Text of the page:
40 years after Fleetwood Mac’s Rumours, Stevie Nicks is still one of rock’s biggest icons
The iconic 1977 Fleetwood Mac album Rumours turned 40 last week. This album has meant a whole lot to me over the course of my life, and this anniversary has forced me to reflect on that more than ever.
As a female writing about music, I have a special appreciation for women in music, and Stevie Nicks is one of the best the world has seen. As she approaches 70, she remains one of the most incredible women in rock, releasing album 24 Karat Gold: Songs from the Vault, in 2013. She is currently touring and recently added 20 tour dates for 2017, kicking off on Feb. 23, in Reno, Nevada, and wrapping up on April 6 in Uniondale, New York.
In the music industry as a whole, women are typically confined to the roles of solo performers or singer-songwriters. This is what makes Fleetwood Mac stand out — it’s a mixed-gendered rock band, and by far the most successful one to ever grace the industry. Of course, there was drama that came along with it, but from that drama emerged some of the greatest music of the 70s, specifically the album Rumours.
Nicks was involved in a tumultuous relationship with her bandmate Lindsey Buckingham, and their relationship came to an end while the band remained whole. Instead of conforming to the heartbroken damsel in distress stereotype that people may have expected, Nicks continued working with Buckingham and the rest of the band, and went on to write the song “Dreams,” which is the only Fleetwood Mac single to reach number one on the United States charts. The drama and heartbreak being felt by almost every member of the band produced their most successful era because of the fact both the male and female perspectives were on display. There is dialogue within and between the tracks of the album, and this is what makes it stand out among most albums in rock history.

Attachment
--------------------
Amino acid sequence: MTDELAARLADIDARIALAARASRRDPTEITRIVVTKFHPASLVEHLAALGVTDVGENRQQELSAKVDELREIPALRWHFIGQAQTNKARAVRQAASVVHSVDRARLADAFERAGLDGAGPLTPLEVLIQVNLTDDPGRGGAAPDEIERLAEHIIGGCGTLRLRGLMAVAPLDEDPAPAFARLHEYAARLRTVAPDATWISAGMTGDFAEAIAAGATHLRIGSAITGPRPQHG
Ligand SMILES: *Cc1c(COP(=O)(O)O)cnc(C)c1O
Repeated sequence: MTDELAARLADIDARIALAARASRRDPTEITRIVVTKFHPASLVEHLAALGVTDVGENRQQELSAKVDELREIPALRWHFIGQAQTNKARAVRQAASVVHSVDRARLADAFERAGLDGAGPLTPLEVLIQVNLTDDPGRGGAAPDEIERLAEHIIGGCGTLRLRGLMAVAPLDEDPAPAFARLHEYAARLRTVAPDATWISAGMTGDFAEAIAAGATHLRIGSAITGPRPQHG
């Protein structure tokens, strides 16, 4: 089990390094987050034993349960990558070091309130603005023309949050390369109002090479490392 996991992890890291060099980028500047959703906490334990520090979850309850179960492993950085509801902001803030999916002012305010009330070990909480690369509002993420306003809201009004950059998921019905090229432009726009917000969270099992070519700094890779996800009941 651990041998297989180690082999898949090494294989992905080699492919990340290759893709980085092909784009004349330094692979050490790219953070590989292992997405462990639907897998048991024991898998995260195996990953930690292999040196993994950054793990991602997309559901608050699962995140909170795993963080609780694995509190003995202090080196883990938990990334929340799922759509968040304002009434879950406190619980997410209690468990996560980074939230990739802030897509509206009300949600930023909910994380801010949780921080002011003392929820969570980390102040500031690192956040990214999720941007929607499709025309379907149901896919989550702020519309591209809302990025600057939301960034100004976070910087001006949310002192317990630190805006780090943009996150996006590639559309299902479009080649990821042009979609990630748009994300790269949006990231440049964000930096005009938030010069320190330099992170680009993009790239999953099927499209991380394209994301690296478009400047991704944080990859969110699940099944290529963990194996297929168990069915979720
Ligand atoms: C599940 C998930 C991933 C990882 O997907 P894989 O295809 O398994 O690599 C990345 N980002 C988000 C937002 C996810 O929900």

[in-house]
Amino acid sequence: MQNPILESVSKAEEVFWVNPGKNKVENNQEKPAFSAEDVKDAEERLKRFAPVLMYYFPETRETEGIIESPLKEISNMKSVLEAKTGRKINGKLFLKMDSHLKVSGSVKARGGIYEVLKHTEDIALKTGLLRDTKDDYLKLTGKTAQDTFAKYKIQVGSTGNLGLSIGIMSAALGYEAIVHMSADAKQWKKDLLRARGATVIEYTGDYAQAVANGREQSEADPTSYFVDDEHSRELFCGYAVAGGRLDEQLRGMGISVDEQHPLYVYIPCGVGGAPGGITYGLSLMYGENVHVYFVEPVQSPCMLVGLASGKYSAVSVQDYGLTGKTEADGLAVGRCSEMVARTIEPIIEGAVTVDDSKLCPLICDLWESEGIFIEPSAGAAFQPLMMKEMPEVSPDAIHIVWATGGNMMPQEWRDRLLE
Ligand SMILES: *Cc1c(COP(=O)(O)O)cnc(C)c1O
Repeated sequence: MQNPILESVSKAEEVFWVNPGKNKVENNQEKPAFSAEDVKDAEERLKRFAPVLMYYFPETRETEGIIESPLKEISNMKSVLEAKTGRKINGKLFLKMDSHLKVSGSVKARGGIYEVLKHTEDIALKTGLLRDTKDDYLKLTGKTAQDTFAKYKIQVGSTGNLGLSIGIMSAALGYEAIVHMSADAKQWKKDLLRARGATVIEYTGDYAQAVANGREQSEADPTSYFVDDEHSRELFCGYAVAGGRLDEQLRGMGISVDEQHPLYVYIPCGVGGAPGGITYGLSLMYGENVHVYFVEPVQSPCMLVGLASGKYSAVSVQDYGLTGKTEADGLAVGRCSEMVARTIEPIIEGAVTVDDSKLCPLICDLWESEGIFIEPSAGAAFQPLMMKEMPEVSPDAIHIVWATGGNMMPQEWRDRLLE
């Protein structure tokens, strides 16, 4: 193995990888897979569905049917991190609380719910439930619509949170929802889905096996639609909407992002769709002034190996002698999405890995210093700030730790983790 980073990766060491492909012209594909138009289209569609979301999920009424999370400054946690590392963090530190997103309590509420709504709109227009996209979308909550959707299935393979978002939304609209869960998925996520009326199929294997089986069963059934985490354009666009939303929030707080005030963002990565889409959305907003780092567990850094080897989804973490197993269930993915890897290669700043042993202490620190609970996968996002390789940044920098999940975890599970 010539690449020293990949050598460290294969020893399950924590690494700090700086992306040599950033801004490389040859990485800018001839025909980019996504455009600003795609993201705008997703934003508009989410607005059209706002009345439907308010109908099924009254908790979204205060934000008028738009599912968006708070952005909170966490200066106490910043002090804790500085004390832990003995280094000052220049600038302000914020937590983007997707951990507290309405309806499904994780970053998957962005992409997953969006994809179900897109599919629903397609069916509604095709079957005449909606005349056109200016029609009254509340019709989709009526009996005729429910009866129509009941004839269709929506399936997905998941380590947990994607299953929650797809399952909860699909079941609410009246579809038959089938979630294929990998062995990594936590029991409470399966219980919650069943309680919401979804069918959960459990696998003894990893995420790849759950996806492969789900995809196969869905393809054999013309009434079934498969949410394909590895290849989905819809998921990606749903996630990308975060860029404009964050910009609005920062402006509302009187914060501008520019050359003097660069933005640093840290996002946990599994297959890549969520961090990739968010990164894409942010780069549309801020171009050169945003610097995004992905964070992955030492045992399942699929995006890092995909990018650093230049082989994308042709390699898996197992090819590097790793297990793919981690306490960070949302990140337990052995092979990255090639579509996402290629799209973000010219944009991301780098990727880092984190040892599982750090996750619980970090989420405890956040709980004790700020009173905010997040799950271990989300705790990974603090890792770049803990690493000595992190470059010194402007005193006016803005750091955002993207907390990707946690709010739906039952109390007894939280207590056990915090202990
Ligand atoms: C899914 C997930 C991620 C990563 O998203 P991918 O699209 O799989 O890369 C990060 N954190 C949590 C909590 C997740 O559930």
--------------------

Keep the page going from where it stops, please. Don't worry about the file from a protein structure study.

Nicks is also notable in the sense that she chose her career over settling down and starting a family. Women are often expected to be tame and take their so-called “biological duty” more seriously than their career or passions. Nicks never conformed to that. From the age of 16, she has been a songwriter and musician, and has let nothing get in the way — whether it was her affairs and relationships, or the societal pressure of settling down to have a family. Nothing could stop her passion for her craft, and as a result she has led an incredibly successful career both with Fleetwood Mac and as a solo artist.
At the age of 68, it is expected that her career as a rock star may be approaching its end, but that doesn’t signal the end of her relevance. She is more than just a rock star — she is an incredibly wise and knowledgeable woman who uses her art to convey her experiences to the world and offer solace to those that have had similar experiences. All the while, she has paved the way for women in rock, and has simultaneously been exemplary to women in general, with her good-naturedness and her ability to overcome all sorts of obstacles — while still finding incredible success. She uses this success as a platform to share what she has learned as a woman in the rock genre, and simply as a student of the universe.
In a 2015 issue of Mojo magazine, Nicks said, “I think every band should have a girl in it, because it’s always going to make for cooler stuff going on than if it’s just a bunch of guys.” The world, and music in general, can learn a lot from the success of Fleetwood Mac, and of Stevie Nicks in particular.
Jenny Bourque is a freshman English and textual studies major. Her column appears weekly in Pulp. You can email her at firstname.lastname@example.org.
Jenny Bourque / Syracuse University Daily Orange / February 7, 2017